Which Joe gave his name to ‘sloppy joes’? We look at five interesting sandwiches and their lexical origins.
- another term for ox-eye daisy
- ‘The strange flower is caused by a form of fasciation, a common condition that produces wide, flattened stems on a large range of plants including sedums, tomatoes and marguerites.’
- ‘Curiously, two of the best space-fillers are Victorian favourites - marguerites and mallow, brought back into fashion due to the current demand for instant results.’
- ‘Use upright perennials such as gerbera, golden marguerite, and snapdragon for exclamation points of color.’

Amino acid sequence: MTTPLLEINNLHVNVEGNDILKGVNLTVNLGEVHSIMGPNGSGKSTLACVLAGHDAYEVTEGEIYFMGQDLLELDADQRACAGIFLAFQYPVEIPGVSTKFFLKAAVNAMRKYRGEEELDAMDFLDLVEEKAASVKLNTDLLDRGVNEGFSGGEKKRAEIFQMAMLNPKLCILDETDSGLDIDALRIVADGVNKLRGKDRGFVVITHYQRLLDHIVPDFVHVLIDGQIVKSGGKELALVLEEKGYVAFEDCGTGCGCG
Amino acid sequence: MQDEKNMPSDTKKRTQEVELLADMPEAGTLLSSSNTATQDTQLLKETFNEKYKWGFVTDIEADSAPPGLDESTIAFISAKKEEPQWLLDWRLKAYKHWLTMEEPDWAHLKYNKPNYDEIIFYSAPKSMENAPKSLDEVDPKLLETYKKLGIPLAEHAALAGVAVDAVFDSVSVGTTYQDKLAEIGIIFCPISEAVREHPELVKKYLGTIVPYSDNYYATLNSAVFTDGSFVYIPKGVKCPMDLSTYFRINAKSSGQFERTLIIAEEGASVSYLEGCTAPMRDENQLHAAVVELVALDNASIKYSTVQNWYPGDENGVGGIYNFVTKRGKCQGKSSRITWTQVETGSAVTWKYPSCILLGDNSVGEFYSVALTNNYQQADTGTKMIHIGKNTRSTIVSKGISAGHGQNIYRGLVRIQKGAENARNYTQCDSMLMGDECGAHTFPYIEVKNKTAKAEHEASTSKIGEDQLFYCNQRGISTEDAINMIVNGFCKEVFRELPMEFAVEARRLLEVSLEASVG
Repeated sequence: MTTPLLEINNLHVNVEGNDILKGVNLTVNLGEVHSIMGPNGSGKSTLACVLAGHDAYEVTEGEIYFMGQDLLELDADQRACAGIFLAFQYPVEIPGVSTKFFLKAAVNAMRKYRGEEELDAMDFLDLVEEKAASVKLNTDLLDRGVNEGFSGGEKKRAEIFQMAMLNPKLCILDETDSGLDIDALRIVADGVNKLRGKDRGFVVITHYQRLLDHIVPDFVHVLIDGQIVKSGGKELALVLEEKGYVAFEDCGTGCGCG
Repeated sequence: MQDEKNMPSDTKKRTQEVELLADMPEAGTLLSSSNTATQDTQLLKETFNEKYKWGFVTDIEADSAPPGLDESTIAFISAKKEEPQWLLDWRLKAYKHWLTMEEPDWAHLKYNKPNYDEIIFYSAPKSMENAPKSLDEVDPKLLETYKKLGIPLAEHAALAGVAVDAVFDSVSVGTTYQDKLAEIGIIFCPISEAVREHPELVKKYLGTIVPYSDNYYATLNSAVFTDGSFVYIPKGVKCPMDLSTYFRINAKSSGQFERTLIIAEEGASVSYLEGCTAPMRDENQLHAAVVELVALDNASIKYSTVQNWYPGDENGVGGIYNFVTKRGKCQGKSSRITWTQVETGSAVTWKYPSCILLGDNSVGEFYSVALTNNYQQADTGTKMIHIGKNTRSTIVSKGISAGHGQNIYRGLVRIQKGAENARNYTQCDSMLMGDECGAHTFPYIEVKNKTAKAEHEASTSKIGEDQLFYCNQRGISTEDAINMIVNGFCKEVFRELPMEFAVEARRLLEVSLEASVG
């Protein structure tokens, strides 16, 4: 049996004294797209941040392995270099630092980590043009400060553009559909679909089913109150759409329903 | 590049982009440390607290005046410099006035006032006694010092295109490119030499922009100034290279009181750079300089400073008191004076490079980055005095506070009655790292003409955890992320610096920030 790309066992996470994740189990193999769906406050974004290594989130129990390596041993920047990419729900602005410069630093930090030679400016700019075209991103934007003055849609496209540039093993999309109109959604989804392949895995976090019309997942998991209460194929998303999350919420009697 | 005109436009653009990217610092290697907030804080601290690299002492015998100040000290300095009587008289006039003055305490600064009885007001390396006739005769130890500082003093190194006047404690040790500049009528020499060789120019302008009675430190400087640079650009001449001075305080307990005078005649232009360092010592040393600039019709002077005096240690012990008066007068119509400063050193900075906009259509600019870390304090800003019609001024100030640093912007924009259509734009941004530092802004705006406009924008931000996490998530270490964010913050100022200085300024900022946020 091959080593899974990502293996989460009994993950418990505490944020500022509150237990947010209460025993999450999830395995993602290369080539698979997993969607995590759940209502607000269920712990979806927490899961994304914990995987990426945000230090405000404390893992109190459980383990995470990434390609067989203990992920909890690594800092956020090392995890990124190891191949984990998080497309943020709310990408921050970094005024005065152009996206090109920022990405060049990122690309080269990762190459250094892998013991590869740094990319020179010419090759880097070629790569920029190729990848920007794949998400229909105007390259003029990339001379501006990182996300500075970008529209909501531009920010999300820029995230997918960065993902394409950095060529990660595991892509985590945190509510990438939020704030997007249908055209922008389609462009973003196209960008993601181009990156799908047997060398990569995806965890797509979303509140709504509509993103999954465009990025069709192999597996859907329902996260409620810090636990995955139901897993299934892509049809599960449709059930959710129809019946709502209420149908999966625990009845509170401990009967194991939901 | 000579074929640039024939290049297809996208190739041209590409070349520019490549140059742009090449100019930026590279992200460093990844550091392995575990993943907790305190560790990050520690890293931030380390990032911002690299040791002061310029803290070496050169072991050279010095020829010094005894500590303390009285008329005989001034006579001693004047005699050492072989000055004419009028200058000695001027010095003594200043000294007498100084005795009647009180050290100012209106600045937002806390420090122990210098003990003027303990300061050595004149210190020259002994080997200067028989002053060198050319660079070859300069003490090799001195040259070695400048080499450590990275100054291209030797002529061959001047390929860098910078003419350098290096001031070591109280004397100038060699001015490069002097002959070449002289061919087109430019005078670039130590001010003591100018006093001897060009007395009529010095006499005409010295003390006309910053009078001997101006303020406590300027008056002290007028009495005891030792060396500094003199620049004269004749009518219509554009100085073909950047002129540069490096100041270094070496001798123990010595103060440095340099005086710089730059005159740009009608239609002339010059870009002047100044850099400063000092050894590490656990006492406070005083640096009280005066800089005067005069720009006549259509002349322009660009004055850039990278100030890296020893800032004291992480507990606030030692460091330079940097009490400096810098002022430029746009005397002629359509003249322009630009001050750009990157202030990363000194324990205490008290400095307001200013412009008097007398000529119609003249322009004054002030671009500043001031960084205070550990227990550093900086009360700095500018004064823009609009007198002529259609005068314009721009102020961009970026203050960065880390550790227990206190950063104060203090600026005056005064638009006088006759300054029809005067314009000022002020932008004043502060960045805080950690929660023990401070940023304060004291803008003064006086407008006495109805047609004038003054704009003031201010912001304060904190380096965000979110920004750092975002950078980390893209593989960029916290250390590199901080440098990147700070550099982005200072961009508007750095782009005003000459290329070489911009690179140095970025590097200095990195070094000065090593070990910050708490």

- ‘Lavender, rosemary and thyme gathered in thick clumps under the windows, with poinsettias, passionflower, marigolds, marguerites and hollyhocks growing wild in the borders.’
- ‘The parks superintendent began his job of supervising the distribution of hundreds of geraniums, ivy geraniums, marguerites, petunias, trailing lobelia, anthericum and salvia, a job which would be completed well before the festival.’
Early 17th century: French equivalent of the given name Margaret.
We take a look at several popular, though confusing, punctuation marks.
From Afghanistan to Zimbabwe, discover surprising and intriguing language facts from around the globe.
The definitions of ‘buddy’ and ‘bro’ in the OED have recently been revised. We explore their history and increase in popularity.